New world beckons: President

Mabasa Sasa at the United Nations
\nHumanity is on the verge of a brave new world – but commitment to the transformative agenda is needed to reach the Promised Land. This was President Mugabe’s message to his fellow world leaders at the United Nations on Friday as they adopted a new raft of targets that will steer international co-operation and national development from 2016 through to 2030. The 193 members of the UN were represented at the Summit for Adoption of the Post-2015 Development Agenda.

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And all unanimously endorsed the 17 Sustainable Development Goals that succeed the relatively successful Millennium Development Goals of 2000 to 2015. President Mugabe said, “This agenda promises a brave new world, a new world which we have to consciously construct, a new world that calls for the creation of a new global citizen.

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“I want to believe that we are up to this task that we have voluntarily and collectively committed ourselves to. Our success, and in particular the promise of a new world that awaits us, depends upon this commitment.” The Zimbabwean leader and African Union Chair pointed out the many boulders strewn on the path to this brave new world; not least among them unequal relations between nations, transnational looting of resources and the albatross presented by the form and structure of the Bretton Woods institutions.

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In Zimbabwe’s particular case, the continued imposition of ruinous economic sanctions by Western countries constituted a direct contradiction to the spirit with which this brave new world could be created, President Mugabe said. And “freed of the fetters of sanctions”, the Head of State and Government said, the country would be in better stead to meet the SDGs.

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He said the unjustified economic embargo of the past 15 years stood in the way of full implementation of reforms spearheaded by his administration to attract investment, and full results would materialise with the end of the sanctions. “We call for the unconditional and immediate removal of the sanctions in the spirit of the transformative agenda that we are about to subscribe to . . . Sanctions, they are hurting our country.”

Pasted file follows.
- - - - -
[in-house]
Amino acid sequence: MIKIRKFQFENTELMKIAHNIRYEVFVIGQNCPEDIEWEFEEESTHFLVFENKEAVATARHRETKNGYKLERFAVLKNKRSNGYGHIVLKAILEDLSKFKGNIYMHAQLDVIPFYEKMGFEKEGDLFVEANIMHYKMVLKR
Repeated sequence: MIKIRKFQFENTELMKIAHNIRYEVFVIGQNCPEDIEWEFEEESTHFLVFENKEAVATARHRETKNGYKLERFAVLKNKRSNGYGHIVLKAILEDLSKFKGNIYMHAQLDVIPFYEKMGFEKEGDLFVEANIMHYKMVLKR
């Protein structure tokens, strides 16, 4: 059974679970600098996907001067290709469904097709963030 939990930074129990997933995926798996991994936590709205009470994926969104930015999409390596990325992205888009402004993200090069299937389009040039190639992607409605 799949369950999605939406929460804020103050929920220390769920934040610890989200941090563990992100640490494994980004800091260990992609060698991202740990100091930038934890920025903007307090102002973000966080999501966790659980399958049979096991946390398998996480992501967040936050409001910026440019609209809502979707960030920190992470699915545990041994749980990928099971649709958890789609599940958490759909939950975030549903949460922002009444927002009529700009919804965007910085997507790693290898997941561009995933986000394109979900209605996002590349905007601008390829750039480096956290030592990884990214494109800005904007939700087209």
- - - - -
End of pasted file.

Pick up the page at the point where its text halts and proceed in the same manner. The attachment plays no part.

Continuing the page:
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Other barriers to success of the SDGs, President Mugabe said, were the continued haemorrhaging of Africa’s resources through “transfer pricing, tax evasion and other criminal activities”; while there was also need to institutionalise the principles of a rules-based, transparent, and predictable trade system as envisaged by the Doha Round.

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He said reform of the World Bank and IMF was long overdue, and these were issues that had “been with us for far too long”, constituting a “huge part of the baggage we need to shed off”. Despite the many obstacles, President Mugabe noted, Zimbabwe had managed to score some success with the MDGs – though he acknowledged that much more needed to be done and that his country stood ready to implement the SDGs to the best of its fiscal abilities.

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He said his Government’s key priority at present was putting the country back on the path to sustained growth, and empowerment of people played a major role to this end. “In pledging that no one will be left behind as we embark on this collective journey, our agenda is (creation of a truly empowering instrument and mechanism…

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“In Zimbabwe, we have adopted and are implementing several programmes to empower our previously disadvantaged people. “A key component of our empowerment agenda has been the Land Reform Programme, which – contrary to detractors – has lifted many families out of poverty.

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“We are determined to leave no one behind in the spirit of the new agenda (SDGs). We will, therefore, continue to refine and adjust our empowerment programmes so that they encompass all the vulnerable and disadvantaged groups in our country.” President Mugabe underscored the importance of mobilisation of domestic resources in implementing the SDGs as this was in line with the principle of national ownership of the development agenda.

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But beyond that, he emphasised, there was need for “a coherent and supportive international environment”.